November 28th, 2014 in Blogs

I was recently asked to answer some questions about acrylamide for US magazine Today’s dietitian (article here). I had previously written a short piece for my Facebook page about acrylamide and given the question of acrylamide had reared its head again I thought it might work as my first blog.

So what is acrylamide and why do I think you should know about it?  Acrylamide is a chemical used industrially to make polyacrylamide and acrylamide copolymers that are used in the manufacture of papers, dyes and plastics to name but a few.

Acrylamide is also a naturally occurring chemical compound that appears or develops in foods that have been cooked. It occurs in baked, fried, grilled and toasted foods but not in foods that have been boiled or steamed. They are prevalent in starchy foods such as potatoes, grains and breads that have cooked to high temperatures and usually browned…the darker the browning the more acrylamide in the food.

What does it do? As a toxic by-product of the cooking process it has been shown in lab tests that it can cause cancer in animals.  Acrylamide might also cause neurological damage with high and frequent exposure. The other main source of acrylamide exposure to humans is cigarette smoke.

Although the ‘experts’ are saying that there is no direct evidence to suggest that it causes cancer in humans they are suggesting that it would be prudent to minimise our exposure to acrylamide (read that as “better safe than sorry”!).  The old adage “the dose makes the poison” rings true here – if we are exposed to trace elements of acrylamide in manufactured products (including food wrapping) as well as higher levels of acrylamide in foods then how much is our dose?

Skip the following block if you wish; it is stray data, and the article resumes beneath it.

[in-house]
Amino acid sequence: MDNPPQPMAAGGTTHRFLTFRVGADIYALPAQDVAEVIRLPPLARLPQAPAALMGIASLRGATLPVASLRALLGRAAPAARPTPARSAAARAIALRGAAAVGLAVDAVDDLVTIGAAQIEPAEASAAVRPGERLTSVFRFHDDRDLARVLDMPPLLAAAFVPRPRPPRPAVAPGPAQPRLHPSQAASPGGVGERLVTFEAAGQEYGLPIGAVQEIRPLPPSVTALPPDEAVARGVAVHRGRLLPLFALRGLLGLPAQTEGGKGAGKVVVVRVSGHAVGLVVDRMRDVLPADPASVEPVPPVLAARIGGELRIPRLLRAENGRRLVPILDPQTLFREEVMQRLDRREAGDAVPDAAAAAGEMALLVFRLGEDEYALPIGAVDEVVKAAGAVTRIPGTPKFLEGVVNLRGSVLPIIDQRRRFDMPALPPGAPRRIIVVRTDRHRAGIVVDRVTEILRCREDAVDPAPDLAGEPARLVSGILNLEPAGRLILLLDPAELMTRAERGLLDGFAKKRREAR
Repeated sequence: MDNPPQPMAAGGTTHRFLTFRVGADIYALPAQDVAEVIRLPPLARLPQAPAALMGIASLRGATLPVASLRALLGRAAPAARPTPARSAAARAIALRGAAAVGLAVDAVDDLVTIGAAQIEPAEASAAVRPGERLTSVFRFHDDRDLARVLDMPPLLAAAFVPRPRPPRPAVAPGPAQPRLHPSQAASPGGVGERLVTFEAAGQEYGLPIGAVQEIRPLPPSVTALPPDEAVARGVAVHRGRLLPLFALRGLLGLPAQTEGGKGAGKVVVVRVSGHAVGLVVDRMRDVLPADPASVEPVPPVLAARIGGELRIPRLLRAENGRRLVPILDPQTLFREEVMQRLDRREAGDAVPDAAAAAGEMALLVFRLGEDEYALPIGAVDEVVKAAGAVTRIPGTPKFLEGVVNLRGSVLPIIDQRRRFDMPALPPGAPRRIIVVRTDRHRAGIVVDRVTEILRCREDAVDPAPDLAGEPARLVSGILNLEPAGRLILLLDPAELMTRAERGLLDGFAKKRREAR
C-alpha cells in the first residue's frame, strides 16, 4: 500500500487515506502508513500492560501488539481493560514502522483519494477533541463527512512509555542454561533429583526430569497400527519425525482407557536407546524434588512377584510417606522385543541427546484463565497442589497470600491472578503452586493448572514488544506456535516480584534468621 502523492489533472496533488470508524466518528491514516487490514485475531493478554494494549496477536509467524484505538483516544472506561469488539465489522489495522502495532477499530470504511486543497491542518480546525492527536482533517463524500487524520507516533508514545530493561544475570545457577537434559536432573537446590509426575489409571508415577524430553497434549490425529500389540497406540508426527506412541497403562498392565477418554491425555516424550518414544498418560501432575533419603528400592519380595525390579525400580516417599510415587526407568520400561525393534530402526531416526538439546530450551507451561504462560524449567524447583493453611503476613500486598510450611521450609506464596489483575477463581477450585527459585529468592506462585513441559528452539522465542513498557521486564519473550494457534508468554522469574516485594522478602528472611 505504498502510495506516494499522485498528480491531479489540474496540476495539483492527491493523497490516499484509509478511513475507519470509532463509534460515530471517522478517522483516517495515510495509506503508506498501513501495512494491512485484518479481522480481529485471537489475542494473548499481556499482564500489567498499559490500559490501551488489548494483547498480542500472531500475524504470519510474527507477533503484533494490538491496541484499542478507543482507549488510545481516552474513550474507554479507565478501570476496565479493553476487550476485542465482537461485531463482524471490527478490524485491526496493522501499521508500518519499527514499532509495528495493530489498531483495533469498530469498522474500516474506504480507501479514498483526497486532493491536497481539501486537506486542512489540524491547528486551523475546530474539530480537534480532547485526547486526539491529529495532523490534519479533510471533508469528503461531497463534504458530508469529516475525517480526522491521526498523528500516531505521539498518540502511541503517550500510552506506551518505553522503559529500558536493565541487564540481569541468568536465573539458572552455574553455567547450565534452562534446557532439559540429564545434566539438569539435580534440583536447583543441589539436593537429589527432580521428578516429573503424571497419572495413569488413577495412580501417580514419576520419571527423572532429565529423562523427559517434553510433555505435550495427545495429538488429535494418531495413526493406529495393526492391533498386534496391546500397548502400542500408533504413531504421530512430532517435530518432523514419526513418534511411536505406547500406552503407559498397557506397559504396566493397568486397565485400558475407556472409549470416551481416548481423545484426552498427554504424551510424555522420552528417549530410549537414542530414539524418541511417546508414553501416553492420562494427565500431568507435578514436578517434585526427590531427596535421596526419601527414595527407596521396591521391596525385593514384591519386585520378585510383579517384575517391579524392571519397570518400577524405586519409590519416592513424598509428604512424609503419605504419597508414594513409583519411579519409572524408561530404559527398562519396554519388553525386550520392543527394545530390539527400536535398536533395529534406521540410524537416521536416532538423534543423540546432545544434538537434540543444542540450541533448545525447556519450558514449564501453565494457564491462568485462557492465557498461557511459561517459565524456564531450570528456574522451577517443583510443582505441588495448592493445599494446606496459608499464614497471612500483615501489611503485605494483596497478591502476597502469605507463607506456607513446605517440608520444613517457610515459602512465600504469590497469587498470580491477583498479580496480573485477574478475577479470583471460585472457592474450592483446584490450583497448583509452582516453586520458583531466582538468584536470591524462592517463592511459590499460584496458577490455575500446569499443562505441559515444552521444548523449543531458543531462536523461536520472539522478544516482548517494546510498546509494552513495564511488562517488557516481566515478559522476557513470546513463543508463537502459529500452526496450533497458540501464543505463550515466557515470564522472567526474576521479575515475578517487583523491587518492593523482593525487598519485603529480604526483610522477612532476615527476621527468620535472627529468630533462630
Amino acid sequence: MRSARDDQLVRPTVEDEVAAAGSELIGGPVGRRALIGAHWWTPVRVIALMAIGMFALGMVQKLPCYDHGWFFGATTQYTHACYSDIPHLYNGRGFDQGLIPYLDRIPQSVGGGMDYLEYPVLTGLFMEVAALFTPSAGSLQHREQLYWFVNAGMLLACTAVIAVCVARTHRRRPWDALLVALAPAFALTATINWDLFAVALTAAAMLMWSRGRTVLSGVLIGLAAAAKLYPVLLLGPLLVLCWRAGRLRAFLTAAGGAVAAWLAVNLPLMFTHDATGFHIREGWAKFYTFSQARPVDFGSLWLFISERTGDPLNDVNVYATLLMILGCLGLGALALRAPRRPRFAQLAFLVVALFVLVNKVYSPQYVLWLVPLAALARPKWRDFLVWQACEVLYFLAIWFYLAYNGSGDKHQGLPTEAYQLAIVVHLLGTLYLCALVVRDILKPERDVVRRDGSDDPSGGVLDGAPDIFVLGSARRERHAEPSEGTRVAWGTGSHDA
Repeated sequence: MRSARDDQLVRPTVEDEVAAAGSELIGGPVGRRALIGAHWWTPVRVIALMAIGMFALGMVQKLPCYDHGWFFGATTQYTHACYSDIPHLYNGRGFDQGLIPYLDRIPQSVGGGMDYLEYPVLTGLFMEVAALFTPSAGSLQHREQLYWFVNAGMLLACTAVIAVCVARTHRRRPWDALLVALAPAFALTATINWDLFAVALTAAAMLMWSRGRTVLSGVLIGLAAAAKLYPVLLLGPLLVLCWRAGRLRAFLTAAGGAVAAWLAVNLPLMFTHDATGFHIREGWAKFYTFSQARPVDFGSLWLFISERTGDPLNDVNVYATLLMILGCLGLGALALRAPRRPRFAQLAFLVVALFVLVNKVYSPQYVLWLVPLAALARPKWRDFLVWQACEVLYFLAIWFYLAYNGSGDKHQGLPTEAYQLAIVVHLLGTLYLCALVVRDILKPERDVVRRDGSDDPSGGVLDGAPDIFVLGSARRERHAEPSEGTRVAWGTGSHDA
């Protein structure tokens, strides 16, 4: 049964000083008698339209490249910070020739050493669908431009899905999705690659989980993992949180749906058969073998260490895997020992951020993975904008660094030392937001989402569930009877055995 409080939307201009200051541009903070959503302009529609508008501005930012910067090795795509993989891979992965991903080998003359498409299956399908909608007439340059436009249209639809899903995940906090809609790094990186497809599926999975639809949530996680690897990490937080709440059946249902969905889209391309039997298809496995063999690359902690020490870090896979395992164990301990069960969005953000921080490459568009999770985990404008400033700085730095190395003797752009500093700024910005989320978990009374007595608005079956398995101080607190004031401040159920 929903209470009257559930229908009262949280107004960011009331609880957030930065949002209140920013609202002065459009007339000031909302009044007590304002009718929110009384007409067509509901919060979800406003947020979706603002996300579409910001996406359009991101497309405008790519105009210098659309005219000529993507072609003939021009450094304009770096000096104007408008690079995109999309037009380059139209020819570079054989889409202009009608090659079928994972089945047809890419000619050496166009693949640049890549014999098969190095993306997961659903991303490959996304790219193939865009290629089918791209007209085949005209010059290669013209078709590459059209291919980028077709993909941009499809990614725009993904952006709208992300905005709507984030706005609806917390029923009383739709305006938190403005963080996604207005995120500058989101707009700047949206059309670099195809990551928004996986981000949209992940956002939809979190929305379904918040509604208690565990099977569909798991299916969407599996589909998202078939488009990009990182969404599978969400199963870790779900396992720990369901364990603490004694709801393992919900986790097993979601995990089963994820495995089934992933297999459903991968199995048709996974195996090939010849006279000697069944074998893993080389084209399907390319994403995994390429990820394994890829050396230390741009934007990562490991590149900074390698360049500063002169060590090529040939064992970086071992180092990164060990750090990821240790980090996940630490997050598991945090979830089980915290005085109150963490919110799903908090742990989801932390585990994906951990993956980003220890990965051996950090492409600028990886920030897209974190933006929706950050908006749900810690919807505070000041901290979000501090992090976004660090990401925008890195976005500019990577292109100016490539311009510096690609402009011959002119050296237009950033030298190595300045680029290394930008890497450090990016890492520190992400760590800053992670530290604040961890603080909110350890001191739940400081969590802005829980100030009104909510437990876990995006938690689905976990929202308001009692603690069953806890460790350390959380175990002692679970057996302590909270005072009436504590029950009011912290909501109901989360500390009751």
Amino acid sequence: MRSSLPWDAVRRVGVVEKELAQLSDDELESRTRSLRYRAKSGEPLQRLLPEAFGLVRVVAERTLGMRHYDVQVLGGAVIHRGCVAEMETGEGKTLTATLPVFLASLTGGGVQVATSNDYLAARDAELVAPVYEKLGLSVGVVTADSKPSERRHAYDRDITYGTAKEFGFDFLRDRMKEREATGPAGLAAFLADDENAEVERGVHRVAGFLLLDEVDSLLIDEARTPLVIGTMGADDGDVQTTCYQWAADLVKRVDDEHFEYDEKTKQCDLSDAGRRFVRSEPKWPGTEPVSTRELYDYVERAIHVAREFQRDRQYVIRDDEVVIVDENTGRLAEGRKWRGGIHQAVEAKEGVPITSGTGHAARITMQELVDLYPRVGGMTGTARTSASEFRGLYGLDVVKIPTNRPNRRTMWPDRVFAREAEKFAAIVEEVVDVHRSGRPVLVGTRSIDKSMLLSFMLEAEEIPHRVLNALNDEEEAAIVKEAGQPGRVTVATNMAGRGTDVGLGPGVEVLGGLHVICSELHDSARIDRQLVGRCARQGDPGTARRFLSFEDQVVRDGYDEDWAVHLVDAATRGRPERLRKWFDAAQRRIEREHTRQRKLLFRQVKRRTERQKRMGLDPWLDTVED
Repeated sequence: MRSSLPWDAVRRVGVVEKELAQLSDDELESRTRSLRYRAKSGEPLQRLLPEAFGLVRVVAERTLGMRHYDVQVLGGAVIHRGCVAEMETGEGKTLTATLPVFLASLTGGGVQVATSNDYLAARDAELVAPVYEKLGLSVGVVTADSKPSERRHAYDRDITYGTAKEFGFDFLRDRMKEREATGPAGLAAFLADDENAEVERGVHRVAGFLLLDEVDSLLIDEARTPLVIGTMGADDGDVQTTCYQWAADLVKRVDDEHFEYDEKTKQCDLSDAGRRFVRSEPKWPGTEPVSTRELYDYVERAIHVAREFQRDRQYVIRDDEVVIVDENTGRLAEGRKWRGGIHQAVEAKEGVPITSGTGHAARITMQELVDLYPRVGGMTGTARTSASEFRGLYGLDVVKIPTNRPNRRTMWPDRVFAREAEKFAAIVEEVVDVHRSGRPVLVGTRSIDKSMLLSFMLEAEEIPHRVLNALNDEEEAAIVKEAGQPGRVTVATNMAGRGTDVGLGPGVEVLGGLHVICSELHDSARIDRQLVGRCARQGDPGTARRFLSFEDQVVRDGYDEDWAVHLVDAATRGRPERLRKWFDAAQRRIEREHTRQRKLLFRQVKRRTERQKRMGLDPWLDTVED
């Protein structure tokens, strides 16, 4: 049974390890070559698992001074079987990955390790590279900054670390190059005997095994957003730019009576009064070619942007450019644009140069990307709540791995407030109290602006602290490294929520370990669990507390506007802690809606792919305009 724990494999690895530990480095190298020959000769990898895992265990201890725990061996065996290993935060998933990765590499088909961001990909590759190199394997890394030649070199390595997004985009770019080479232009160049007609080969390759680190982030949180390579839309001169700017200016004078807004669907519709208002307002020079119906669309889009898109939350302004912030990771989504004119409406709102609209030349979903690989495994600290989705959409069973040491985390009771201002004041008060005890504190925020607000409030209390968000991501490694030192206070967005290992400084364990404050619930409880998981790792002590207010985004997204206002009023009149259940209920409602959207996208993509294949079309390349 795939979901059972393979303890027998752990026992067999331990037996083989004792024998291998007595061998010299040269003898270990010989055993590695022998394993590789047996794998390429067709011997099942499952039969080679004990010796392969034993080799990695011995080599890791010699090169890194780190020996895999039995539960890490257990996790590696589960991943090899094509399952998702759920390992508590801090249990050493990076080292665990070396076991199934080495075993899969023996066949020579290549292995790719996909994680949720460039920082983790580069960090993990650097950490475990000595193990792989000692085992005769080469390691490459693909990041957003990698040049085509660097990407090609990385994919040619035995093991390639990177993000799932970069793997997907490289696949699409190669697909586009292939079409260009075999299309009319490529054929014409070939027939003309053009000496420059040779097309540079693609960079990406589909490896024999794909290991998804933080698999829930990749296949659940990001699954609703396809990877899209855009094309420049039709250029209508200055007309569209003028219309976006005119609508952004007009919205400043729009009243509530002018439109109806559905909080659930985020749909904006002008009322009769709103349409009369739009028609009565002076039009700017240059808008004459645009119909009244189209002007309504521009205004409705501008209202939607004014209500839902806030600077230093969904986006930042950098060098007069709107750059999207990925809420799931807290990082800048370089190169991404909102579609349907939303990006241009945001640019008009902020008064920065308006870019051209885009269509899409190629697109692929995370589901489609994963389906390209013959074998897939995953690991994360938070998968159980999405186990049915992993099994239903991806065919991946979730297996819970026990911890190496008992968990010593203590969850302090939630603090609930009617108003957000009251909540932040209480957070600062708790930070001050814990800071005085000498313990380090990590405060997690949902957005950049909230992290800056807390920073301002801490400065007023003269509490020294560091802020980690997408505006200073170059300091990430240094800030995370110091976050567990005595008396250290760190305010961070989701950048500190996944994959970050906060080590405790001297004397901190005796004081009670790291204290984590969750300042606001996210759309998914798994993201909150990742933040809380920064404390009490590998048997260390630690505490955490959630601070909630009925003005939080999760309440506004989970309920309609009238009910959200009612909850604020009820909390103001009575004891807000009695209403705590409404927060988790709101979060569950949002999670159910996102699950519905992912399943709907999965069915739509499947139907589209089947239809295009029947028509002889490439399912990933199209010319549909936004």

So how do you avoid or minimise acrylamide consumption? This is relatively easy… avoid or significantly reduce the following foods:
• Potato crisps
• Hot potato chips / French fries
• Baked goods (including sweet biscuits)
• Roasted potatoes (cook until only lightly golden and eat less of them)
• Heavily toasted bread (toast only very lightly)
• Coffee
• Wheat-biscuit style breakfast cereals

And…opt out of using plastic and, quit smoking and avoid second-hand smoke.

When you think about it, the foods listed above are foods that are best eaten in small quantities and should be considered treat foods as part of a balanced diet.

Eat well – stay well.

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